U-boat attack at Arranmore: the sole survivor’s story

After his ship was torpedoed of the coast of Donegal, Derek Cragg was rescued by local man Tully McGowan. Their sons met up on Arranmore 60 years on


On the rocky beach at Bellachreesh on Arranmore Island, Ian Cragg stirs at something with the toe of his boot. It’s a broken old high-heeled leather shoe blackened by seawater and rain. “Here’s something we didn’t know,” he jokes

. “My Dad the transvestite.” He has been brought to this remote bay on the far north coast of the Co Donegal island by Mannie McGowan whose father, Tully, rescued Ian’s father, Derek, off a raft that had been swept into a sea cave there in 1945.

Derek Cragg was just 17 and was the sole survivor of a German U-boat torpedo attack on his ship, the Monmouth Coast, as it made its way back from Sligo to Derek’s native Liverpool, during the last weeks of the second World War. The boat had a cargo of barytes ore from the mines on Ben Bulben. Sixteen crewmen were drowned. They included three Irish men.

Ian’s tone is laconic but he is clearly moved. When we get to the beach, driven by Mannie in an ancient jeep across overgrown lanes and bogs and sandhills, and Mannie points out the cave, Polchroiscreacha, he walks straight down to the edge of the sea and stands for a long time on a rock, gazing out at it, beyond the spot where a flooded stream flows over the cliffs into the waves. He’s been wanting to make this journey for years. His father died in 1975 without ever having returned to the place where his life was saved. He had gone on to marry and have four children. He died when he was 46.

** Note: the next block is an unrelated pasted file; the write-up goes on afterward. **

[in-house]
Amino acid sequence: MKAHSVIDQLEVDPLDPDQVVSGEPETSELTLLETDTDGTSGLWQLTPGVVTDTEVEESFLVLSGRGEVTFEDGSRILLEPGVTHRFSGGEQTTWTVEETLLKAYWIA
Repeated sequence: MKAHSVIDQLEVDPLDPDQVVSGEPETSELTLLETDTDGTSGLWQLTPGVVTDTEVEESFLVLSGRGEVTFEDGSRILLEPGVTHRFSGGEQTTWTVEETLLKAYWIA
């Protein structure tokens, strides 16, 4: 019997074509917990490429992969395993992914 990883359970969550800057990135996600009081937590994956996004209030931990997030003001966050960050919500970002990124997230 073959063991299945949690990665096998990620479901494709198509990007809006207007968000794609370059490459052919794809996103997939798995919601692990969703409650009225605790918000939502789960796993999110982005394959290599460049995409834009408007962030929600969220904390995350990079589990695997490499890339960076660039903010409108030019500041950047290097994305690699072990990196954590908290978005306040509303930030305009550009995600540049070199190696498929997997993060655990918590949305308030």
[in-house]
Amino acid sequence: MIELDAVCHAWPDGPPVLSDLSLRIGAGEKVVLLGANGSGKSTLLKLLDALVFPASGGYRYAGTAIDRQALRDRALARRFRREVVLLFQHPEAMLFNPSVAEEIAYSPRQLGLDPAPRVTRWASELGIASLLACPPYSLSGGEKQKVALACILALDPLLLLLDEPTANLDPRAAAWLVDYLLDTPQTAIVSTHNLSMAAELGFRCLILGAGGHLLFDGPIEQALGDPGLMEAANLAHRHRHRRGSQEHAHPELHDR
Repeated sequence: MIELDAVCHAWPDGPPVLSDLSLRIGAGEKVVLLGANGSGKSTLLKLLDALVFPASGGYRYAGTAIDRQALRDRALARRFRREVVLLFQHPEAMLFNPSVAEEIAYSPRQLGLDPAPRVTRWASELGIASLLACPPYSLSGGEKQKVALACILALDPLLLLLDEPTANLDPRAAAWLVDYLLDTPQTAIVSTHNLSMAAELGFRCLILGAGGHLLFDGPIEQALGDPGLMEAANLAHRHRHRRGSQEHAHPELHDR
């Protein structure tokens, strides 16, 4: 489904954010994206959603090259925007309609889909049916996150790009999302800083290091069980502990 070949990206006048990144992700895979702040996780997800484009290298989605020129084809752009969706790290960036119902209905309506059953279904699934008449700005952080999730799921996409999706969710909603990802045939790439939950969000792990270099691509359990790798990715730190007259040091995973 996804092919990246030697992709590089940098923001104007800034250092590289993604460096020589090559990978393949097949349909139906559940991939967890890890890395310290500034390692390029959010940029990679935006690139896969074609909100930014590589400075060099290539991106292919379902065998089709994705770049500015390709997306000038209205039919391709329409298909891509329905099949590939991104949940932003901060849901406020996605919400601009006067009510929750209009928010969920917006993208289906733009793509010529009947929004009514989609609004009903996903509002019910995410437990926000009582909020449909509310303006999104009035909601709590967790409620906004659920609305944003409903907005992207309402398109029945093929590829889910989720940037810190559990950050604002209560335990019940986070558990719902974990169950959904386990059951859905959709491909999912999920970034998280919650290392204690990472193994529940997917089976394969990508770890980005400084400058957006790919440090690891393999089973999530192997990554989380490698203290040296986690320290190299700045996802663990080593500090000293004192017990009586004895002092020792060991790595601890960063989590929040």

“He didn’t talk a lot about it,” says Ian. “Maybe there was a bit of survivor’s guilt. Also, an older brother had been killed on active service in Tunisia in 1942. Their mother had died when he was eight. He did tell me, though, about what happened when the ship was hit. He said it lurched and tipped and went down very fast, and those of the crew who’d managed to leap clear of it were sucked down under the sea. He said he’d instinctively taken a deep breath before he was dragged down into the dark. He described opening his eyes to find himself hanging like a puppet in total blackness. He kicked and clawed and felt himself rising. The water became green and then translucent – at last he surfaced and was able to get a gulp of air. He said he heard some crying out for help, then silence.”

The exhausted boy then spotted one of the ship’s life rafts, clambered on to it and dragged a tarpaulin over his body.

Earlier this year Ian, who lives in Liverpool, came across a memorial on the pierhead to Merchant Navy seamen who died during the second World War. He put a photo of it on Facebook and mentioned his father’s story. A friend in Donegal got in touch and when he learned that Ian did not know the details of where his father was found or the names of those who rescued him, suggested he contact the Donegal Historical Society. Sean Boner, a solicitor who is in the society and is originally from Arranmore, spotted Ian’s email and got in touch. He remembered his uncle Charlie talking about the young English boy who came to his mother’s post office to send a telegram to his parents to let them know he was still alive.